Of course, I’ve been spending a lot of time by myself—more, as it turns out, with this blip in my recovery, than I thought. I had just started to venture out and eat real foods when I started to feel bad a few weeks ago, and now I mostly stay at home. If you have posted a vacation photo, funny animal photo or something witty online in the past month, chances are, I’ve responded immediately. I’m not even worried that people will think I have nothing better to do, because I really don’t.

OK, that’s not entirely true. I started working remotely last week, and that has been good for me. And I have a freelance assignment with a nice far-off deadline. And I take a lot of photos of the kittens.

So I’ve had too much time to think, which has left me death-obsessed, angsty, depressed and broody—basically my teenage self. (I guess it’s not just my weight that’s regressed.)

Keeping busy is good, but I can’t overbook myself since I have to have time for my bouts of physical illness, whether I’m nauseated or need a nap after walking too much. In My Age of Anxiety, which I am still reading, the author talks about Robert Burton, who wrote The Anatomy of Melancholy, a giant tome he completed in 1621 that has everything to do with melancholy, as the title suggests. Anyway, this quote from Burton seemed appropriate: “There is no greater cause of melancholy than idleness, ‘no better cure than business.’”

So here I am: Spending too much time with myself is depressing. I think some things finally fell into place: the fact that I had two different cancers, and that it’s probably going to come back, for one. Oddly, that doesn’t upset me as much, since I have little control over that. It’s everything that I do have control over that’s bothering me, and I feel as if I’ve made a lot of mistakes that I can’t undo. I feel like I need to do something, yet I also am afraid to do anything. I feel like everything I do is wrong.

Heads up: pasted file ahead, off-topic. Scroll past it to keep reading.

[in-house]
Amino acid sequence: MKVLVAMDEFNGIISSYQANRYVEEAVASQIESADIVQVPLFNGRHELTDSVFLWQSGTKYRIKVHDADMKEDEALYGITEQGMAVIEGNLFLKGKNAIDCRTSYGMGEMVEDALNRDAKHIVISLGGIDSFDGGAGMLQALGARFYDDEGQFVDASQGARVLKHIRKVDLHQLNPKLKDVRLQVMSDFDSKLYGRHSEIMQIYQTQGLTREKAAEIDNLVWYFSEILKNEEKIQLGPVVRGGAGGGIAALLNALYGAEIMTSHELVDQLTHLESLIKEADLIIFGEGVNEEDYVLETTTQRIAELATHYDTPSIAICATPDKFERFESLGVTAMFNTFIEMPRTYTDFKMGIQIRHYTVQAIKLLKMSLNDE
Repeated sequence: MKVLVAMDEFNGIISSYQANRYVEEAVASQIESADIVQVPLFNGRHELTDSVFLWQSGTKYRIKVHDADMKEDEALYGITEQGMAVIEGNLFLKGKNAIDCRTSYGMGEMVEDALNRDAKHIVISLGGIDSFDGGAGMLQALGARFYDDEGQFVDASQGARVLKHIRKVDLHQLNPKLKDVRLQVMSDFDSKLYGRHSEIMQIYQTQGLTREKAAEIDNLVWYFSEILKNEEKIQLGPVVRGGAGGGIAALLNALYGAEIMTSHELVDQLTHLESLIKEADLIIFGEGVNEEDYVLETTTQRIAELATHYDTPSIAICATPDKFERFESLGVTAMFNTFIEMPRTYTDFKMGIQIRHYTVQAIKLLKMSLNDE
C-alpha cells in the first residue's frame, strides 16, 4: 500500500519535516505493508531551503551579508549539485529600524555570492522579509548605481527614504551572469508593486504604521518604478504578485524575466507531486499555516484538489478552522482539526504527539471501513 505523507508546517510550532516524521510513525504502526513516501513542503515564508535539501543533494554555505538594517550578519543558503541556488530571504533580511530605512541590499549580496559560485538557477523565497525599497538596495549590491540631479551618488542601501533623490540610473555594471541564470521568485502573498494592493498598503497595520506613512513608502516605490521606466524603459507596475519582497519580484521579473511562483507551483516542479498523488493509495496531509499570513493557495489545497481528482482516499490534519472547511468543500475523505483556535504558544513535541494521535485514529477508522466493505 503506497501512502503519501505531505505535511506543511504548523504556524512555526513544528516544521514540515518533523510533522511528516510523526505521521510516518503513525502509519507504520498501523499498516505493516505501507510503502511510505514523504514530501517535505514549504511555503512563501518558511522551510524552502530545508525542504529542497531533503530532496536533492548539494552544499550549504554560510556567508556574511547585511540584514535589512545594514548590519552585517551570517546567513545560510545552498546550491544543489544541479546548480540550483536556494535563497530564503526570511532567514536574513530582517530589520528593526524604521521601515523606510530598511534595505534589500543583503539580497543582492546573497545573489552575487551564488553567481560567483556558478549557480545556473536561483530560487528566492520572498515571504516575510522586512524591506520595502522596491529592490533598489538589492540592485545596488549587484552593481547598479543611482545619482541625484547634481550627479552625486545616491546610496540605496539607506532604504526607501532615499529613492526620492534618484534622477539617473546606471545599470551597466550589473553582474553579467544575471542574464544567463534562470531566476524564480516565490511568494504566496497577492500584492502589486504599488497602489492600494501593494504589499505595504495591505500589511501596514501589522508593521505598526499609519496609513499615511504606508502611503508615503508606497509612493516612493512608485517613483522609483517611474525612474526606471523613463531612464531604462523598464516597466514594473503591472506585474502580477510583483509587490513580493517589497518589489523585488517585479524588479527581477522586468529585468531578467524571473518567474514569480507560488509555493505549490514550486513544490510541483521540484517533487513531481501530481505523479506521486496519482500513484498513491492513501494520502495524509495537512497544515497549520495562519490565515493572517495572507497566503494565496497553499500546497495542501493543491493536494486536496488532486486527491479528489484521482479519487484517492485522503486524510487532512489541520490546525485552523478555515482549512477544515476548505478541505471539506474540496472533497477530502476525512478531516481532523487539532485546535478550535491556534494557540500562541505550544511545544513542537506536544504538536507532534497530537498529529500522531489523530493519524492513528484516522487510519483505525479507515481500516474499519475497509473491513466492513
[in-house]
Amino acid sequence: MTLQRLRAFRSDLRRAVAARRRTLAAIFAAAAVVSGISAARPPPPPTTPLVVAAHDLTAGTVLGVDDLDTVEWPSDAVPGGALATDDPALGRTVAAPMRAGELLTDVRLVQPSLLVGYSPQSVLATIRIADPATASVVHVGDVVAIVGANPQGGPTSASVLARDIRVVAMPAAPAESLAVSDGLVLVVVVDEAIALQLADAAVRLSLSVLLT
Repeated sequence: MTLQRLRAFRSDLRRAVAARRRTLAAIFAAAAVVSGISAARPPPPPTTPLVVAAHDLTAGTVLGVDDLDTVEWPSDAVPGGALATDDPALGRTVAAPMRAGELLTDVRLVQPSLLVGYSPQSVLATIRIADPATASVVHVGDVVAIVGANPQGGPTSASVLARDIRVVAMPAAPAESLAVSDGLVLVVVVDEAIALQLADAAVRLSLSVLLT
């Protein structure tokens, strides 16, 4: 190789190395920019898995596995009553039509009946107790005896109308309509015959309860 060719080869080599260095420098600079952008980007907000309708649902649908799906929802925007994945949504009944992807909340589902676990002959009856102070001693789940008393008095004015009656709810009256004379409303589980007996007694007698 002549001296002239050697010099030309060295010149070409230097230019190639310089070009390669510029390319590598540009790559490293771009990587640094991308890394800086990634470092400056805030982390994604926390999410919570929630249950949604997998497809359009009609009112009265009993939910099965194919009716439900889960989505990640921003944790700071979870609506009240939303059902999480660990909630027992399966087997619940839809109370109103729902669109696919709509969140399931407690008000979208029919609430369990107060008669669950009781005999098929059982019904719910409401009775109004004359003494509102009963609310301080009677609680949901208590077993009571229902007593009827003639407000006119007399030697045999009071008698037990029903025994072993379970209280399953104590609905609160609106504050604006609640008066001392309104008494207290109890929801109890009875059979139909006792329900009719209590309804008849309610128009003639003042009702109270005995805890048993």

Tonight, as I waited for my post-dinner nausea to pass, I curled up with the cats and called my mom. As I told her about my day, she said something that surprised me. “I don’t know how to say this,” she said, “but I’m pleased and proud of the way you’ve handled this.” She also said I didn’t complain much, and that also surprised me: I complain mainly to my boyfriend, but she would be a close second, followed closely by this blog.

After feeling like a dealt with a lot of crap today, it was what I needed to hear.

I haven’t posted too much on my recovery, because it’s pretty boring and gross. It’s mostly sleeping too much or being in some sort of gastrointestinal distress. Honestly, it’s a lot of hoping to poop, or at least hoping to poop in some sort of normal fashion without a lot of drama. Recovery from a lot of major illnesses or surgeries reduces you to an infant, with an existence that revolves around sleeping, eating and pooping. This post won’t be graphic, but if you’re uncomfortable reading about digestive issues—and pooping—then you should probably stop reading.